March 5, 2024

In more ways than you realize, sports and movies are the exact same thing. On the simplest level, each consists of a group of highly trained, sometimes well-paid, professionals doing various specific jobs all with a singular purpose: telling a story, usually for profit. The main difference is that in movies (and TV) the story is generally planned out while in sports, it’s not. In both cases though, each exists to let people experience collective emotions.

For that reason, I’ll never understand anyone who loves film and television but shudders at the idea of a sporting event. Obviously, there are lots of people who love them both. Maybe even most. But in the age of social media, oftentimes the most vocal people are the ones yelling about everyone else watching a big game or swearing they’ll never care about “sports ball” and I simply don’t get it. Why don’t people who love The Neverending Story enjoy an actual neverending story?

Well, one reason might be that sports is, to put it in nerdy terms, more of a shared universe than the majority of movies. Most movies or shows can be enjoyed without preparation or context. Everything is there for you—no assembly required. Sports, however, are very rarely like that. Click over to a baseball or basketball game on a Tuesday night without a love for the sport or understanding of the teams, players, stakes, etc., and it’s hard to get full, complete enjoyment.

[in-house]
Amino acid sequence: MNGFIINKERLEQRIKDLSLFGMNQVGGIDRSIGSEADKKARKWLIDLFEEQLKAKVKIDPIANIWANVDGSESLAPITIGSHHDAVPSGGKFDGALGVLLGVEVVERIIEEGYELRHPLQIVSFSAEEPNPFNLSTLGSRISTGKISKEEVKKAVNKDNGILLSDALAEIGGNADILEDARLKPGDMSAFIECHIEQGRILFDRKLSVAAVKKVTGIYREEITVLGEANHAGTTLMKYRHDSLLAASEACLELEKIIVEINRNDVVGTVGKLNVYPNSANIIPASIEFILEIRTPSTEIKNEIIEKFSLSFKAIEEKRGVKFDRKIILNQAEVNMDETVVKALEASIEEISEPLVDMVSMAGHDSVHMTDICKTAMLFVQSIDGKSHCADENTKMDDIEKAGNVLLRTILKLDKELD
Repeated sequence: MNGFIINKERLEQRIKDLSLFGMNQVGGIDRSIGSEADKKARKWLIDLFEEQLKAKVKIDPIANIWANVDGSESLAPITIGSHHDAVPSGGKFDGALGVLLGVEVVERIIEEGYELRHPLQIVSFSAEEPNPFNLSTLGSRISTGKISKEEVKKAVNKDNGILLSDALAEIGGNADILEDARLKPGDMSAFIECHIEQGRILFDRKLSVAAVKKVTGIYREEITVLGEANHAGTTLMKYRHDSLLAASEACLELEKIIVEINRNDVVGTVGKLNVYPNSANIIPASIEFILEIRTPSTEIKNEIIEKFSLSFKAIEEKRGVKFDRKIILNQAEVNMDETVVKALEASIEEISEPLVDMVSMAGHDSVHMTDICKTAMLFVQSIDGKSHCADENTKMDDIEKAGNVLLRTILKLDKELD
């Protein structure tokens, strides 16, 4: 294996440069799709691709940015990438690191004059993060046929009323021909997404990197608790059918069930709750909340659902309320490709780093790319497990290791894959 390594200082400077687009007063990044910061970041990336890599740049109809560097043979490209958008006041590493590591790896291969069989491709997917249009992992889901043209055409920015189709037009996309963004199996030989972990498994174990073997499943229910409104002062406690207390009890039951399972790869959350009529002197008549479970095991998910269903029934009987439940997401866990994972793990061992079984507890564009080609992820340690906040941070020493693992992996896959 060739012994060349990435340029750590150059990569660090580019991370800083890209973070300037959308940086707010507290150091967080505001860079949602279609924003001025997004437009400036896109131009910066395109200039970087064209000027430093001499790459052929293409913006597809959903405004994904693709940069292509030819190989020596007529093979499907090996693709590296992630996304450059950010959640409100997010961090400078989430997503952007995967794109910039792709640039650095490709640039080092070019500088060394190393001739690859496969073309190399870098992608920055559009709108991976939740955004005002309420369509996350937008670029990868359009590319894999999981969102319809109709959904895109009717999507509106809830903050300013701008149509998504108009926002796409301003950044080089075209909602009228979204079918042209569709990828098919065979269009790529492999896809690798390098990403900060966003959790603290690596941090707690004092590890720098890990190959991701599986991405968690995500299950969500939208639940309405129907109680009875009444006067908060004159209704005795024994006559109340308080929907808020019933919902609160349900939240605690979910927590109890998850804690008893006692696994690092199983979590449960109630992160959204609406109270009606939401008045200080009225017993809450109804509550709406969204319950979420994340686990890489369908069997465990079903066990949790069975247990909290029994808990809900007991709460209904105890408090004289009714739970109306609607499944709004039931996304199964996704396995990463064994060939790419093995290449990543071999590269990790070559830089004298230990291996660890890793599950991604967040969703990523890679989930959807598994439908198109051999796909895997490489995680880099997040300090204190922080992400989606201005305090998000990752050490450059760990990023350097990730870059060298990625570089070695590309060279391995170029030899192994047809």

To fully embrace the beauty of sports, you have to treat them like you would a long novel or a multi-season, serialized piece of storytelling. You wouldn’t just jump into the middle of a season of Lost without seeing the episodes before it. No one flips to the center of a book and starts there. And Avengers: Endgame is pretty confusing if you don’t know what happened in all the movies leading up to it. Everything depends on context. Who is playing? What is at stake? What did it take to get there? What decisions were made in the offseason that are paying off now? What has happened during the season that changed this particular game? Sports are just like a long movie. One that’s best when you embrace the full story.

Chiefs quarterback Patrick Mahomes vs. the Ravens last month.
Photo: Patrick Smith (Getty Images)